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Editorial Microsoft Businesses

Is Microsoft Still a Monopoly? 436

Posted by Roblimo
from the the-times-they-are-a-changing dept.
Microsoft Windows still dominates the desktop. But in many other areas, including Web servers and supercomputing, Microsoft is just one player among many, and often a weak player at that. On the gaming side, despite the latest xBox getting all kinds of media buzz as "the" console to buy, Sony's Playstation outsells the xBox at least two to one, and many analysts expect Sony to widen that gap even more when Playstation 3 comes out in the Spring of 2006. On the Internet, MSN and MSN Search are so far behind AOL and Google that it isn't funny. And even on the desktop, Linux keeps getting stronger, while Mac OS X is commonly accepted as more reliable, secure, and user-oriented than Windows. So why do we keep saying Microsoft is a monopoly?
Microsoft (Slowly) Moves Away from Monopolistic Behavior

If a major IT user tells a Microsoft salesperson that he or she is thinking about switching to Linux, Microsoft will usually come back with a cut-price offer, something the company never used to do. Microsoft also now sells something called Windows Starter Edition in some parts of the world -- supposedly for as low as $37 or $38 (US) in Thailand, including a basic version of Microsoft Office. In other words, Microsoft is starting to compete on price, which is not monopoly-style behavior.

This does not mean Microsoft has suddenly adopted a "let's all love one another" attitude.I believe Microsoft is getting more concerned about interoperability not out of goodness, but because of market pressure. But in the long run, as long as Microsoft stops treating every other operating system and file format as some sort of devilspawn, life is a little easier for those of us who would rather not use their products, and that's what really matters.

Microsoft Explorer No Longer Rules the Online World

A majority of desktop computer users may still run Microsoft's Internet Explorer browser, but it no longer has 95% market share. In a 2002 book, and again last year in an online article, I warned Web designers not to make IE-only sites, just as in the (distant) past I'd warned them not to make Netscape-only sites. Some listened. Some didn't.

Firefox adoption may have slowed in 2005, but it certainly hasn't stopped. Opera has become enough of a force that we hear rumors about first Google, then Microsoft, buying it. In any case, whether MSIE is currently running on 90% of all desktops or on only 70% (as a few surveys indicate), it is becoming less popular every month. Now Microsoft has decided that Explorer is no longer fit for Mac users, so its market share will drop even more. Sure, there's a new version of Explorer coming out, but it isn't going to help the millions of "legacy" Windows users who don't want to buy XP. If they want modern browser functionality, they must switch to Firefox, Opera or another non-Microsoft browser.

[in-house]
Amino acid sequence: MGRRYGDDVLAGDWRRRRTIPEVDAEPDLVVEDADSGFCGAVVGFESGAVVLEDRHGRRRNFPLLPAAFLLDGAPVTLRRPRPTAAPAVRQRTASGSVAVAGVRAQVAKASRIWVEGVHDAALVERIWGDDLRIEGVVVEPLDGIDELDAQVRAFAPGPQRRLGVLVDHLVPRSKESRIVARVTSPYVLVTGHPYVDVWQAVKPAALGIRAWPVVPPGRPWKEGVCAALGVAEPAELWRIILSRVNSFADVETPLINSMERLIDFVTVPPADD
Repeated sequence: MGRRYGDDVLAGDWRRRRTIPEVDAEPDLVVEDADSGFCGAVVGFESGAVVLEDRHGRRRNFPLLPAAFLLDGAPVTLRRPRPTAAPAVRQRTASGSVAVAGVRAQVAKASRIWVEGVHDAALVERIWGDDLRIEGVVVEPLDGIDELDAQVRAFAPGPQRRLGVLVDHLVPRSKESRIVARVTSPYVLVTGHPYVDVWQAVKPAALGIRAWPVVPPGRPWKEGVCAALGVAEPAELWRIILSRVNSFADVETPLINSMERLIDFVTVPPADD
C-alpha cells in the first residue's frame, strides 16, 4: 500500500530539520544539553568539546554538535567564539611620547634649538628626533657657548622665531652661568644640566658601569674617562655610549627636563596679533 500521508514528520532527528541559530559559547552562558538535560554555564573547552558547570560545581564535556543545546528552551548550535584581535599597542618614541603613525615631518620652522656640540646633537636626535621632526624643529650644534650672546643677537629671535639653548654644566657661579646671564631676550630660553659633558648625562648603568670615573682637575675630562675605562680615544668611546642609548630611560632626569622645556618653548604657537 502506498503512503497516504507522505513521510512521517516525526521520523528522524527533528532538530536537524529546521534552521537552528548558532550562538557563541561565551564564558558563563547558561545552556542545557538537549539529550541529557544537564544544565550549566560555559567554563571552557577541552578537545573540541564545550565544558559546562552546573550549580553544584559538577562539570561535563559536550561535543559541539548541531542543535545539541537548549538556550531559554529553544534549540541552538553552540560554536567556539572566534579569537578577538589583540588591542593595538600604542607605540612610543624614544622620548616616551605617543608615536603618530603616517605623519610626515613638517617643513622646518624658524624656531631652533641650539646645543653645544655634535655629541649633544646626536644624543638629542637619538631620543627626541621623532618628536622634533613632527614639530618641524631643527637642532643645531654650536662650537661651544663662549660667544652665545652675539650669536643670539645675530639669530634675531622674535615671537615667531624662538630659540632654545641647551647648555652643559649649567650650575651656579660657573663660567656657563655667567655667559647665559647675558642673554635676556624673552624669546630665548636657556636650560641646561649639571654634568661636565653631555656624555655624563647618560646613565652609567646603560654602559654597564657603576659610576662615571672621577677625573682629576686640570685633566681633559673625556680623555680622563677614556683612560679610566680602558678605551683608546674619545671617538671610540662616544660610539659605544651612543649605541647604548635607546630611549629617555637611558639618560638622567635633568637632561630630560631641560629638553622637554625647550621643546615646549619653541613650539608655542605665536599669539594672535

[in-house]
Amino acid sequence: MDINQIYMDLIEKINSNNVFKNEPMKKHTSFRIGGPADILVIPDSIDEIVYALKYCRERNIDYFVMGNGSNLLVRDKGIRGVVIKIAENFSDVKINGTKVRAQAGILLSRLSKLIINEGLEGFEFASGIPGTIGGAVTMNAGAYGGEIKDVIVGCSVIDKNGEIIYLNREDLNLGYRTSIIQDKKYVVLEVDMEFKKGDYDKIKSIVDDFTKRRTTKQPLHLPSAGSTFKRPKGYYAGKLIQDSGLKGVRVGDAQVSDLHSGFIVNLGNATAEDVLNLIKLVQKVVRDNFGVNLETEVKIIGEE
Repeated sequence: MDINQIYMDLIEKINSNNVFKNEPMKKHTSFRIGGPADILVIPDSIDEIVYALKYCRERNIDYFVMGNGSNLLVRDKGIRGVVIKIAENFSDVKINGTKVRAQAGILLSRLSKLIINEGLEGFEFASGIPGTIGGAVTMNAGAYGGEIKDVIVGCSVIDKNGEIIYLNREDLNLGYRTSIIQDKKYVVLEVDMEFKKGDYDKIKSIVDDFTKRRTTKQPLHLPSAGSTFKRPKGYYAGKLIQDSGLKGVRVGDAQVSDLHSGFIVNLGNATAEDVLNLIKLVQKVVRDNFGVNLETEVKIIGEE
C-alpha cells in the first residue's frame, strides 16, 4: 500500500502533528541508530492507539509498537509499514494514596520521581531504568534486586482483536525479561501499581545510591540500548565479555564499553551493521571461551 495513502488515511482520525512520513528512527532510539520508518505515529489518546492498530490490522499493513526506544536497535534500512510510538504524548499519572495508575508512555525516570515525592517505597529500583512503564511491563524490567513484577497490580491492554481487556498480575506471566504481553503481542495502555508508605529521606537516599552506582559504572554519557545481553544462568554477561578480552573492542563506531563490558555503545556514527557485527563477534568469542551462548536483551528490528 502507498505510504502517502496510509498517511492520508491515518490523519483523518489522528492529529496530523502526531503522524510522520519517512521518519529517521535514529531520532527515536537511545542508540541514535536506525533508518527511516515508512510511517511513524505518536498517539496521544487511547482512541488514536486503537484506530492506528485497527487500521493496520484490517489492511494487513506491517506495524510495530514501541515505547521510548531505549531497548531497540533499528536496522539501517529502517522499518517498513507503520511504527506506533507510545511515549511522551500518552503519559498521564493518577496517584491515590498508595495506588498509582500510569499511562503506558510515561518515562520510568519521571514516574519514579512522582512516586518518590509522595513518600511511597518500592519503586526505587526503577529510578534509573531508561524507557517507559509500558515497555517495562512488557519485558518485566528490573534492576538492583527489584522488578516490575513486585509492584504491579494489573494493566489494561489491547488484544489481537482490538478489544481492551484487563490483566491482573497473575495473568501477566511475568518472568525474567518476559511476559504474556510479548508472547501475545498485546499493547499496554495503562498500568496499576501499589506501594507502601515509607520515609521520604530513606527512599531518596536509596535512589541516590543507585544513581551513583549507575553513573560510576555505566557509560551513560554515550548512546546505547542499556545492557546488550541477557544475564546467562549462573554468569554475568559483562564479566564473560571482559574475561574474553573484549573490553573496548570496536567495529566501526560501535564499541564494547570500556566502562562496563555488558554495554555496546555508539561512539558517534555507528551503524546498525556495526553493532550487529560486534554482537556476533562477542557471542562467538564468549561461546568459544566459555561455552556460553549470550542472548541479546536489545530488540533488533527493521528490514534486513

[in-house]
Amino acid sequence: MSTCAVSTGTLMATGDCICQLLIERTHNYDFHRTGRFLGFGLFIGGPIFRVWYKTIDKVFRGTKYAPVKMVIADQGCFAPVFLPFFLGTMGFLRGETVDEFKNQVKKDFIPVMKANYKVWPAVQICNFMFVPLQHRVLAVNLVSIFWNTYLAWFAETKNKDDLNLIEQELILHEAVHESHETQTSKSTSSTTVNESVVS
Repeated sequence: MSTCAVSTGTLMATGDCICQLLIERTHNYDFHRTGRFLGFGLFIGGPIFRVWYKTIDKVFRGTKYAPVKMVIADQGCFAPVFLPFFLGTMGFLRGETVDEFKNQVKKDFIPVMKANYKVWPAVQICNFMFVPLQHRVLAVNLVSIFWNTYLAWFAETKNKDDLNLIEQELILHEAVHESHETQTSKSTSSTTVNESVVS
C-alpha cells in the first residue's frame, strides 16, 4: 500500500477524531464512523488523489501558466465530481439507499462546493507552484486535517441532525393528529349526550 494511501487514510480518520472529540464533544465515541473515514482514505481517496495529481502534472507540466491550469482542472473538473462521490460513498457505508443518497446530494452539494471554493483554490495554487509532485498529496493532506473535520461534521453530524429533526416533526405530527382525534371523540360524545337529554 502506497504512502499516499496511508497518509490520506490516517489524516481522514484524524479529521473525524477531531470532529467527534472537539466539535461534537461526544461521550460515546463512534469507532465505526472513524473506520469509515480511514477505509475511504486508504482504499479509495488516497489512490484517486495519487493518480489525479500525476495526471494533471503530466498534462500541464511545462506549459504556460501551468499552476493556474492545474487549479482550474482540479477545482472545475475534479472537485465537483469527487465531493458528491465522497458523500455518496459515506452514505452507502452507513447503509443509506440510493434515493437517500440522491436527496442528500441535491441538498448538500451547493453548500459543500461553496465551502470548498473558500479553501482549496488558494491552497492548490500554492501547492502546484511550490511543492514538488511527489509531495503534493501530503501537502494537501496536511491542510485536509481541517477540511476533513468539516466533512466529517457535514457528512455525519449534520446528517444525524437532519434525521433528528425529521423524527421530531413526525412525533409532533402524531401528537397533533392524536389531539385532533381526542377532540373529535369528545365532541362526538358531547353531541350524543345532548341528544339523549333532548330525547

'The Network is the Computer'

I don't think this is quite true today, if by "the network" we're talking about applications delivered over the Internet instead of over well-maintained LANs. Back in October I explained why I don't think Internet-delivered applications are quite "there" yet. More recently, Salesforce.com had an outage that angered many of its (claimed) 350,000 subscribers. Worse, ZDNet blogger Phil Wainewright pointed out that Salesforce.com compounded the problem, and possibly made users leery of all Internet-delivered applications' claims of "99.9% reliability," by poor communication with its users.

Most of the Web 2.0 (and even Web 3.0) stuff that's getting so much hype these days is not OS-dependent. You can run things like Google Maps on Linux, Mac OS, Unix, and even Windows, using any standards-compliant browser you choose.

Even Microsoft is trying to get into the Web 2.0 game. I got a press release from their PR people that included this sentence:"And if you enjoy taking a drive to check out your neighborhood’s Christmas lights visit this great Windows Live Local developer application at http://msnsearch101.com/searchmap."